Amendment to the Regulation on Classification, Labeling and Packaging of Chemicals (CLP)


On December 19, 2022. The European Commission has published a proposal to modify Regulation (EC) No. 1272/2008 on the classification, labeling and packaging of chemicals and mixtures (CLP). The change was originally announced as part of the adoption of the Chemicals Strategy for Sustainable Development in October 2020. The Parliament and the European Council recently adopted a preliminary agreement on updating the document.

Purpose of the CLP Regulation

The purpose of the CLP regulation is to protect people and the environment from hazardous chemicals and to ensure the free movement of substances and mixtures in the single market. The regulation requires manufacturers, importers or other companies in the value chain to properly classify, label and package hazardous chemicals before selling them. Through pictograms and label statements, the CLP informs consumers and professionals about the risks associated with the purchase, use and disposal of hazardous chemicals and the precautions they must take as a result. The regulation is the basis for a number of legal provisions throughout EU legislation on chemicals risk management.

Hazard classes in the CLP regulation

On April 20, 2023. European Commission Regulation (EU) 2023/707 came into force, which introduced three new hazard classes into CLP:

  • endocrine disruption (ED) in relation to human health (HH) or the environment (ENV);
  • properties of substances that are persistent, bioaccumulative and toxic (PBT) or very persistent and very bioaccumulative (vPvB);
  • Persistent, mobile and toxic (PMT) or very persistent, very mobile (vPvM) properties.

Changes introduced in the new CLP regulation

The new rules included in the CLP regulation will improve the functioning of the EU market for products containing hazardous chemicals and better protect consumers, workers and the environment. Amendments to the regulation will bring it in line with various forms of commerce (e-commerce or products in refillable packaging), while promoting the closed-loop circulation of chemical products, simplifying labels (including digital labels), and ensuring high protection against chemical hazards. The revised regulations are also designed to speed up the identification of hazardous substances and mixtures at the EU level and help improve communication about hazardous chemicals.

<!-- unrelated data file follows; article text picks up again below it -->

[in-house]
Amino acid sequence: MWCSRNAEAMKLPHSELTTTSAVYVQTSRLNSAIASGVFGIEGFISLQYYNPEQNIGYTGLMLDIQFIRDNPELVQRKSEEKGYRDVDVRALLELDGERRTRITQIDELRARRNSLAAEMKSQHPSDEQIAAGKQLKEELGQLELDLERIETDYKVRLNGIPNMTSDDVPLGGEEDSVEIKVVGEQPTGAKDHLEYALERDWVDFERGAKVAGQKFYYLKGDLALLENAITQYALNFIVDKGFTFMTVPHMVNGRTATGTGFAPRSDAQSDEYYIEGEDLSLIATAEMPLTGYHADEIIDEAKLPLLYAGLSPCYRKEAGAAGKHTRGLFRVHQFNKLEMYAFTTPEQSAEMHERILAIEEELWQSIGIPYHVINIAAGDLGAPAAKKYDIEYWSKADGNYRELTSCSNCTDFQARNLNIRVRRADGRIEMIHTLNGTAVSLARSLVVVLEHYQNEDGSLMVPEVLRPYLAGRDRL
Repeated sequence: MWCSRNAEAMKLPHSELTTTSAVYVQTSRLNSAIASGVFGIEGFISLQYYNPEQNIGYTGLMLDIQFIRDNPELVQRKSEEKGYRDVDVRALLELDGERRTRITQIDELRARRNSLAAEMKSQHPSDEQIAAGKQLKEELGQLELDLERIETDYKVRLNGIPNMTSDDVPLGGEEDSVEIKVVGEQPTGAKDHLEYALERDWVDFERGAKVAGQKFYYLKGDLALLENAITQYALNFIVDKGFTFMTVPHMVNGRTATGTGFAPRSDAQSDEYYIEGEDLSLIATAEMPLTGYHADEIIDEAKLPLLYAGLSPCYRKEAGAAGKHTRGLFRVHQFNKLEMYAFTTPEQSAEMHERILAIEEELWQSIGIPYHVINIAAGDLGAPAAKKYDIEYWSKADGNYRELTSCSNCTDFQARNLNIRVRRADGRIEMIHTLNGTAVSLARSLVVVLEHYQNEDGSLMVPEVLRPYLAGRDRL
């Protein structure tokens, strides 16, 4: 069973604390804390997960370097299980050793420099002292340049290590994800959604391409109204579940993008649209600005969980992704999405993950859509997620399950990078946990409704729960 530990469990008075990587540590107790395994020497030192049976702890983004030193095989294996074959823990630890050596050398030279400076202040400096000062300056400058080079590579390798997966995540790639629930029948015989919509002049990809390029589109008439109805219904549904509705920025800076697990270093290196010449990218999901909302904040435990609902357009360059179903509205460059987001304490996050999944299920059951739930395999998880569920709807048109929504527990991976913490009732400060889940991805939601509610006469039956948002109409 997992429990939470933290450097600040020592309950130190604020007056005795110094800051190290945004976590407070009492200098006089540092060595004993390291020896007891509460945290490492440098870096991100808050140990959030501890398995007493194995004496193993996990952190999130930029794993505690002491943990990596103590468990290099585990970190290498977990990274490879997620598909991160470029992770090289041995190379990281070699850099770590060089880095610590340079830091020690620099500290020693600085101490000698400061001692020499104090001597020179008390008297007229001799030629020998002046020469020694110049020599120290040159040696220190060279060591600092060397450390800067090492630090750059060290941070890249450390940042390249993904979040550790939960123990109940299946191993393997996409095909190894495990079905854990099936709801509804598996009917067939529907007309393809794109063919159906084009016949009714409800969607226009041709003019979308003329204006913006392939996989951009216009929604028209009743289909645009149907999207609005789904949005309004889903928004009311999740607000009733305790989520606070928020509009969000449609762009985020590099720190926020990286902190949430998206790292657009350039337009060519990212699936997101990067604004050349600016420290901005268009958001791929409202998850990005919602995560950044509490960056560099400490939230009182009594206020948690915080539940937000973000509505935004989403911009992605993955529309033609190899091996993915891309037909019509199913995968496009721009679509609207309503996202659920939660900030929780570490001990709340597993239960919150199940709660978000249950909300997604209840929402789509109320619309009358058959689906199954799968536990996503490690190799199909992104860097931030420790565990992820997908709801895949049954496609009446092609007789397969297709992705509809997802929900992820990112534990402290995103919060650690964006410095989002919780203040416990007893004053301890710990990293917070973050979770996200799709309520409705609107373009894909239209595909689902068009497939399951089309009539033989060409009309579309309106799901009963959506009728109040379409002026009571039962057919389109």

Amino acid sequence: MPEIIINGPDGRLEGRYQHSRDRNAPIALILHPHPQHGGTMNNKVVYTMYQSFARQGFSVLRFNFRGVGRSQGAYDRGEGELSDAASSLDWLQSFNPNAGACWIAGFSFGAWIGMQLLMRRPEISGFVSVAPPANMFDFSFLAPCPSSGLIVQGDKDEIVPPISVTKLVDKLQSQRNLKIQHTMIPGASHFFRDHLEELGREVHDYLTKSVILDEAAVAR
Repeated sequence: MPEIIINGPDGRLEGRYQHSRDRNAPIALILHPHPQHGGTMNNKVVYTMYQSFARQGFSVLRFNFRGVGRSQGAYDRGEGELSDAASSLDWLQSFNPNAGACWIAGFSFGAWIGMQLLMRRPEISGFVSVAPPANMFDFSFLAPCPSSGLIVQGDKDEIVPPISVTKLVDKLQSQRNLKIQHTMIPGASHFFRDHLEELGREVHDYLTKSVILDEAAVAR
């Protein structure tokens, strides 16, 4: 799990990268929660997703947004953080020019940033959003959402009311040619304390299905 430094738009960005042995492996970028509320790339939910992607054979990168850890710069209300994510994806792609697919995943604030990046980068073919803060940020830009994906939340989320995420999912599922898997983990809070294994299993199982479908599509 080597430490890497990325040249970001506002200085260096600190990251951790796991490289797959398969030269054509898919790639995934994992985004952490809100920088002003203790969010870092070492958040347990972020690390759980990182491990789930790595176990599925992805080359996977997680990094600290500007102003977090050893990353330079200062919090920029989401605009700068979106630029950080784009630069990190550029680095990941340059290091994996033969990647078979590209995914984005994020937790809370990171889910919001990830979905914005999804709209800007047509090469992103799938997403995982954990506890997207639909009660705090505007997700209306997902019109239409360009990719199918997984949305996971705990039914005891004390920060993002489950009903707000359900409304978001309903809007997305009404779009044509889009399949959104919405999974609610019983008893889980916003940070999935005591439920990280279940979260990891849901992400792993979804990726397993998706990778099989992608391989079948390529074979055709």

The new CLP regulation makes the following changes:

  • Updated rules for the classification of complex substances (substances containing more than one component, known as “MOCS”). Parliament and the European Council have agreed on a specific derogation in this category: for plant extracts, including essential oils;
  • Better consumer protection when purchasing hazardous chemicals online. Websites will have to provide information about the dangerous properties of products;
  • Clearer labeling of hazardous chemicals, including for online sales. The revision of current regulations introduced advertising requirements and a minimum font size for text informing about hazardous chemicals;
  • Important safety information and pictograms indicating the type of danger to businesses will also remain on the packaging;
  • New powers for the European Commission to speed up the procedure for identifying hazardous substances and propose the necessary classification;
  • The first-ever regulations on refillable chemicals to promote the safe sale of household substances in bulk. This will also reduce the amount of packaging, and thus packaging waste;
  • poison centers will receive better and faster information for medical emergencies.

Chemicals strategy

The chemicals strategy was adopted by the European Council in March 2021. It sets a long-term vision for EU chemicals policy. The strategy is intended to facilitate the achievement of a non-toxic environment with a higher level of protection for human health and ecosystems, while strengthening the competitiveness of the EU chemical industry. The strategy assumes that through strict regulation, innovation and support for safer alternatives, an environment free of harmful chemicals can be achieved.

When will the new CLP regulation be adopted?

The next step in the adoption of the new rules on improving the classification, labeling and packaging of hazardous chemicals is the formal adoption of the document by two key institutions of the European Union – the European Parliament and the European Council. The new regulations will come into force 20 days after their publication in the Official Journal of the EU.

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